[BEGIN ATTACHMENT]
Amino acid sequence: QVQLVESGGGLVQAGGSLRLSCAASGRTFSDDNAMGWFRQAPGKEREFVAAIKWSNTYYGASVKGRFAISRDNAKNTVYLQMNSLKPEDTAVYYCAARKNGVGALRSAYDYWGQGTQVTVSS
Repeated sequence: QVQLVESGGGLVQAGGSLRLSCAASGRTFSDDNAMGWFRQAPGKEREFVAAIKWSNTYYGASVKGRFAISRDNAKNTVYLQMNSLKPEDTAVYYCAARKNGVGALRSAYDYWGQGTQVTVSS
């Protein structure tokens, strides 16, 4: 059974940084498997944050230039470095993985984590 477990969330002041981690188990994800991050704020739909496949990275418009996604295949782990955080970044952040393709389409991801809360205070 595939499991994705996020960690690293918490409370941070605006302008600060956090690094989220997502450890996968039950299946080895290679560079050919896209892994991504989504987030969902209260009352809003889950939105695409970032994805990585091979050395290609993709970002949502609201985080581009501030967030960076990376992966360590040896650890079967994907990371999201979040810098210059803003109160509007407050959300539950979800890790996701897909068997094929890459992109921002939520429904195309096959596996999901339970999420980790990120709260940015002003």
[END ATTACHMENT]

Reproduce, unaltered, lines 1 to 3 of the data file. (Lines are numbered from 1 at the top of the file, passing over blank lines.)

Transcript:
Amino acid sequence: QVQLVESGGGLVQAGGSLRLSCAASGRTFSDDNAMGWFRQAPGKEREFVAAIKWSNTYYGASVKGRFAISRDNAKNTVYLQMNSLKPEDTAVYYCAARKNGVGALRSAYDYWGQGTQVTVSS
Repeated sequence: QVQLVESGGGLVQAGGSLRLSCAASGRTFSDDNAMGWFRQAPGKEREFVAAIKWSNTYYGASVKGRFAISRDNAKNTVYLQMNSLKPEDTAVYYCAARKNGVGALRSAYDYWGQGTQVTVSS
């Protein structure tokens, strides 16, 4: 059974940084498997944050230039470095993985984590 477990969330002041981690188990994800991050704020739909496949990275418009996604295949782990955080970044952040393709389409991801809360205070 595939499991994705996020960690690293918490409370941070605006302008600060956090690094989220997502450890996968039950299946080895290679560079050919896209892994991504989504987030969902209260009352809003889950939105695409970032994805990585091979050395290609993709970002949502609201985080581009501030967030960076990376992966360590040896650890079967994907990371999201979040810098210059803003109160509007407050959300539950979800890790996701897909068997094929890459992109921002939520429904195309096959596996999901339970999420980790990120709260940015002003």